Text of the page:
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The Myometrium: From Excitation to Contractions and Labour

  • Susan WrayEmail author
  • Clodagh Prendergast
Chapter
Part of the Advances in Experimental Medicine and Biology book series (AEMB, volume 1124)

Abstract

We start by describing the functions of the uterus, its structure, both gross and fine, innervation and blood supply. It is interesting to note the diversity of the female’s reproductive tract between species and to remember it when working with different animal models. Myocytes are the overwhelming cell type of the uterus (>95%) and our focus. Their function is to contract, and they have an intrinsic pacemaker and rhythmicity, which is modified by hormones, stretch, paracrine factors and the extracellular environment. We discuss evidence or not for pacemaker cells in the uterus. We also describe the sarcoplasmic reticulum (SR) in some detail, as it is relevant to calcium signalling and excitability. Ion channels, including store-operated ones, their contributions to excitability and action potentials, are covered. The main pathway to excitation is from depolarisation opening voltage-gated Ca2+ channels. Much of what happens downstream of excitability is common to other smooth muscles, with force depending upon the balance of myosin light kinase and phosphatase. Mechanisms of maintaining Ca2+ balance within the myocytes are discussed. Metabolism, and how it is intertwined with activity, blood flow and pH, is covered. Growth of the myometrium and changes in contractile proteins with pregnancy and parturition are also detailed. We finish with a description of uterine activity and why it is important, covering progression to labour as well as preterm and dysfunctional labours. We conclude by highlighting progress made and where further efforts are required.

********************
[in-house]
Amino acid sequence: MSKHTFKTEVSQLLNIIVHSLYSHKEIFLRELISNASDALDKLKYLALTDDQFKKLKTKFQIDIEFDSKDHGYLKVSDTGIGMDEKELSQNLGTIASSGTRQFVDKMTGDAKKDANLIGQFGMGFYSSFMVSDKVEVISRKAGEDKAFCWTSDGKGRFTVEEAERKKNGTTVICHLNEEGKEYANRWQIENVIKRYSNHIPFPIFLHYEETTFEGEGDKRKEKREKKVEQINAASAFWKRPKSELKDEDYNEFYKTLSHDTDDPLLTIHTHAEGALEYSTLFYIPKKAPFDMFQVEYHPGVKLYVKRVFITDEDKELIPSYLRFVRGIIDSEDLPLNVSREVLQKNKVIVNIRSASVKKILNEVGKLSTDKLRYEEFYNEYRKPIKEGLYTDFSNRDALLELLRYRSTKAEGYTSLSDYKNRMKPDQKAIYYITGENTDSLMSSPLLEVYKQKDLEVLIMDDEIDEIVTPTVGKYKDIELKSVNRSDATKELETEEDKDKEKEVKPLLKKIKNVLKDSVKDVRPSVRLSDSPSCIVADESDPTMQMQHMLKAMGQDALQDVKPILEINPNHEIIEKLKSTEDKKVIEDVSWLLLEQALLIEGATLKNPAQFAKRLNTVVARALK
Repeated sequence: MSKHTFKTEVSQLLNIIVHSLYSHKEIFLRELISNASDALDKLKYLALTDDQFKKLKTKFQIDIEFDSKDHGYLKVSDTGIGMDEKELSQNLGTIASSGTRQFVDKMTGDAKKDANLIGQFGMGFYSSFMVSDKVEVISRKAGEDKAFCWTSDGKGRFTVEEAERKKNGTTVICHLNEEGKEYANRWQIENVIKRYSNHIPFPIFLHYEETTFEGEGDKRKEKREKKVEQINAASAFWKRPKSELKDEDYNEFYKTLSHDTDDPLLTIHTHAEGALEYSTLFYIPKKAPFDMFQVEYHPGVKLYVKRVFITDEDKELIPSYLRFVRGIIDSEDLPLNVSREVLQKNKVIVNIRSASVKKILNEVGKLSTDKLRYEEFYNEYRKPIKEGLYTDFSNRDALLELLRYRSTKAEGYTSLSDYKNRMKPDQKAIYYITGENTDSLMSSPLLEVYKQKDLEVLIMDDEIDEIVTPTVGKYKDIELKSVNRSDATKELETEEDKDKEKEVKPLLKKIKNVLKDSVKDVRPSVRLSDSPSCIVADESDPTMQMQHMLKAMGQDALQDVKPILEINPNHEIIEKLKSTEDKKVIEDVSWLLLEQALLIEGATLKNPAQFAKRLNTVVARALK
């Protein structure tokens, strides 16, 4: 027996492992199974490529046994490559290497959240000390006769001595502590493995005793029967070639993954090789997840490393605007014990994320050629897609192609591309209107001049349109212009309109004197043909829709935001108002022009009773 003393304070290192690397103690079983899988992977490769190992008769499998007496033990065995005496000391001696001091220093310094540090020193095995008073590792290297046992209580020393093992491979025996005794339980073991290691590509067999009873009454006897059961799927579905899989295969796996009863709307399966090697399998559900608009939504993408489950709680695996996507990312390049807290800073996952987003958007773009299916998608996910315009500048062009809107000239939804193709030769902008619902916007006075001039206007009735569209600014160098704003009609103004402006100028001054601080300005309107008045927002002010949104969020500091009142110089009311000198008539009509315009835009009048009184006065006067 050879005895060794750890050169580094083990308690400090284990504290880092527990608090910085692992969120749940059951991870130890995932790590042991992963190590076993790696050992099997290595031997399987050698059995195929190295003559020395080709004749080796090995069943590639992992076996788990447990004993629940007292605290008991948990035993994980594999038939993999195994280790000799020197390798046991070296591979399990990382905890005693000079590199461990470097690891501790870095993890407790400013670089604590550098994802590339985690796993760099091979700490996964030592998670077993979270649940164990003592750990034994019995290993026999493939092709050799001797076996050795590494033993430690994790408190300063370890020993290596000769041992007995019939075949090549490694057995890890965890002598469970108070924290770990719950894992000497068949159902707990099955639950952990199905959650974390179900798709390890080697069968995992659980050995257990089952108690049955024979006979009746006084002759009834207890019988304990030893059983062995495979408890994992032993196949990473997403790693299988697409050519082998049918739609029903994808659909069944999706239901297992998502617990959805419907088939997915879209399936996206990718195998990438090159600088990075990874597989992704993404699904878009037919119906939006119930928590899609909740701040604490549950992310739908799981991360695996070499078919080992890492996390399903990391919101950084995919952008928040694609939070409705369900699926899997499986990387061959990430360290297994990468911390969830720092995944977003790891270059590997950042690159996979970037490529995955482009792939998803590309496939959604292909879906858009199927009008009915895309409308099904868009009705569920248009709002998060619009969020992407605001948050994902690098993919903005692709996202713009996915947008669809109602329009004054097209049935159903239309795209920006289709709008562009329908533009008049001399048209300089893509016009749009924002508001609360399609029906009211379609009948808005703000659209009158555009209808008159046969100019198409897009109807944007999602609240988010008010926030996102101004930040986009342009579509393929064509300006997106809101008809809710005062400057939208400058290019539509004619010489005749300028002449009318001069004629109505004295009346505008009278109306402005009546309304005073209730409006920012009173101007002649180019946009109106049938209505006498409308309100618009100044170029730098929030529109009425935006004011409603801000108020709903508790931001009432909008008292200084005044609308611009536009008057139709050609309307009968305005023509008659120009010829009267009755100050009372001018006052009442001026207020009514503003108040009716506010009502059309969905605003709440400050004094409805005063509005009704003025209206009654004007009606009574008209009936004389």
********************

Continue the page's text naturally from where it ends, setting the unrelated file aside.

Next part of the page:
Keywords

Uterus Electrophysiology Pace-making Calcium signalling Sarcoplasmic reticulum Parturition 

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© Springer Nature Singapore Pte Ltd. 2019

Authors and Affiliations

  1. 1.Department of Cellular and Molecular Physiology, Harris-Wellbeing Preterm Birth Centre, Institute of Translational MedicineUniversity of LiverpoolLiverpoolUK

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